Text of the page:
1) It takes effort to apply for reassessment, so students should and would (I think) take it seriously.  

2) In an application (like the one set up on Sam’s blog), students would have to show me what they have learned or worked on, since the initial assessment.  

3) Students will have ownership of setting up a time to be reassessed.  

4) It may eliminate the test-fail, re-test-fail scenario.  Where I student hasn’t learned anything since the first test but come in for the retest anyways.  Which is a waste of everyone’s time (mine, and the students). 

I love reading these blogs and am struggling not to spend hours flipping through them all (I have other things I need to do….. haha).  I am going to try something like this as soon as I get a chance to, it really puts students in charge of their own learning.  It also helps students know where they are and where they are going, assessment through the concept of navigation!

Avoiding the teaching Plateau

http://rationalexpressions.blogspot.ca/2013/01/trying-to-avoid-plateau.html

This blog post really hit home with me.  I, like Micheal, have noticed that I have hit plateaus in life outside of the educational context.  I am an avid snowboarder, but I have noticed that I am not really getting any better over the last couple years.  This is because I do not go enough to get over the plateau on my skill level, I have not engaged in ‘hard practice’, I just show up at the mountain and ride I have no systematic approach.  I have found the same in volleyball, I have reached a skill level where without training harder and smarter I will not get any better.  In both these sports I have plateaued and consequently they are not as much fun as they used to, I sill do both sports and have a great time but since my skills are not improving at the same rate as they once were I have found my self to be complacent.  This is something I need to avoid in my teaching career as I believe I have a good skill set to start with but I can’t allow complacency slip into my practice.  I like Micheal idea of a systematic approach to ‘practice’.  I will keep a daily log to chart the daily pros but most importantly the daily cons.  I also think the point of consuming good teaching is brilliant, I find that I have stolen like tricks and tactics from many good teachers from my past and I think it is a great idea to try to find some more.   Being a good teacher comes easy to me, but being a great teacher will take years of ‘hard practice’ and not allowing myself to be complacent or comfortable.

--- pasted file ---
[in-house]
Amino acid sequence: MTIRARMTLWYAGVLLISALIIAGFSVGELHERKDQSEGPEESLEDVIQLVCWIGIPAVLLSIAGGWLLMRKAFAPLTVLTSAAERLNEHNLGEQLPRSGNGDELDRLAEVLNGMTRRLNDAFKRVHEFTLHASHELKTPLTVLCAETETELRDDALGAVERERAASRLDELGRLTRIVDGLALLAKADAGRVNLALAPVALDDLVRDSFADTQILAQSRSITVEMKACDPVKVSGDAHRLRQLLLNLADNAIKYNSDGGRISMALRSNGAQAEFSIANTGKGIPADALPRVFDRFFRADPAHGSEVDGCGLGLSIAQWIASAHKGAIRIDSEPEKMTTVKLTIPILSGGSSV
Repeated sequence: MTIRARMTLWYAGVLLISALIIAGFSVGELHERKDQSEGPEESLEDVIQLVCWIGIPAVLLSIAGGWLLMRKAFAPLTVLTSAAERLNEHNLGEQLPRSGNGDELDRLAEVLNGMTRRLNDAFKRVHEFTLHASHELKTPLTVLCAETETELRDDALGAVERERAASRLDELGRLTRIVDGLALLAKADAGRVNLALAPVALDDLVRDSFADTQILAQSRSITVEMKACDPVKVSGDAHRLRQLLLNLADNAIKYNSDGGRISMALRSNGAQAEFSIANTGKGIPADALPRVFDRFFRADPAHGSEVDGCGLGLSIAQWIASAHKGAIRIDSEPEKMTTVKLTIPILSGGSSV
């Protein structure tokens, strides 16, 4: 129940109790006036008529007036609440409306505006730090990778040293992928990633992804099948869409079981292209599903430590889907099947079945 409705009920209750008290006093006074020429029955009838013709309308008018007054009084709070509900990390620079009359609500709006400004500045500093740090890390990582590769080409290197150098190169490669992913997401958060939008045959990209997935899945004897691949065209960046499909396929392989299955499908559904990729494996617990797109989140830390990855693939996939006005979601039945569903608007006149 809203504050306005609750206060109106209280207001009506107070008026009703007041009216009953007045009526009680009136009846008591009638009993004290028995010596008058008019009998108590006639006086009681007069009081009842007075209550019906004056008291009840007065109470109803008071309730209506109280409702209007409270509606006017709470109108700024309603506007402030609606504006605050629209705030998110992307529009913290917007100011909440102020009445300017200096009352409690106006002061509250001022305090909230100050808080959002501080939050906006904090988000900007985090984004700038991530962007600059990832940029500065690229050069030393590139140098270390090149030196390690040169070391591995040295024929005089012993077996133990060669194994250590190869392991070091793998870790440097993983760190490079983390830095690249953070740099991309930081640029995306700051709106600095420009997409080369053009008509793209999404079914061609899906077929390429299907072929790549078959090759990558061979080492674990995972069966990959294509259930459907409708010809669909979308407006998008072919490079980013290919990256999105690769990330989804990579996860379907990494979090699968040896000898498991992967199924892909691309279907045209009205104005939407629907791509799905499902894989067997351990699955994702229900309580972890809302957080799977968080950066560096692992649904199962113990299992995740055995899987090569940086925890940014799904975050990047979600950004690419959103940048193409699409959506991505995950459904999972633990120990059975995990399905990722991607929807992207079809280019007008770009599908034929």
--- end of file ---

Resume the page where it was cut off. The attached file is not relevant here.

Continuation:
Beyond the textbook – Meaningful resources.

This week I chose a post called beyond the textbook by Christopher Danielson called “Beyond the Textbook” from March 27th, 2013 (http://christopherdanielson.wordpress.com/2013/03/27/beyond-the-textbook/).

 

This is an interesting and relevant post for me as I have been struggling with textbooks both in the classes I have taught and the classes I have taken.  I am going to break this post into three sections, the first being my experience in teaching with textbooks, the second being my experience in learning with textbooks, and lastly thoughts about Christopher Danielson’s post.  

Teaching with textbooks:  I found the stigma attached to textbooks the school I taught at interesting.  Many students were anti-text because the automatically assumed text=boring (this information I was not surprised at), I was however shocked at how many students loved the textbook and workbook.  The first evaluations I received from students in my Science 10 class there were a large number of students (7-9ish) who said they wished I used the text and workbook more.  

Learning with textbooks:  The reasons the evaluations surprised me is I like most of my students either dislike or are indifferent towards most texts.  I have found very few texts to be engaging and extremely relevant in my education career.  I also do not prefer to learn through textbook reading, but I know that not everyone prefers to learn the same ways as I do.  I have an online class this term where all of the learning is from a text and I do not like it and I am getting way less out of the text than I am from looking at other sources of information (journals, other online sources etc.).  

 

Thought’s on Danielson’s post:  The one sentence that really resonated with me was “So for me, it is important for us to remember that going “Beyond Textbooks” does not have to mean abandoning books, nor texts.”  This is a great point, as a teacher I need to make sure everything I do in class have relevance and is the best resource for teaching a certain topic.  If the best resource is a textbook than that is ok, but I can’t allow myself use a textbook just because it is easy or there.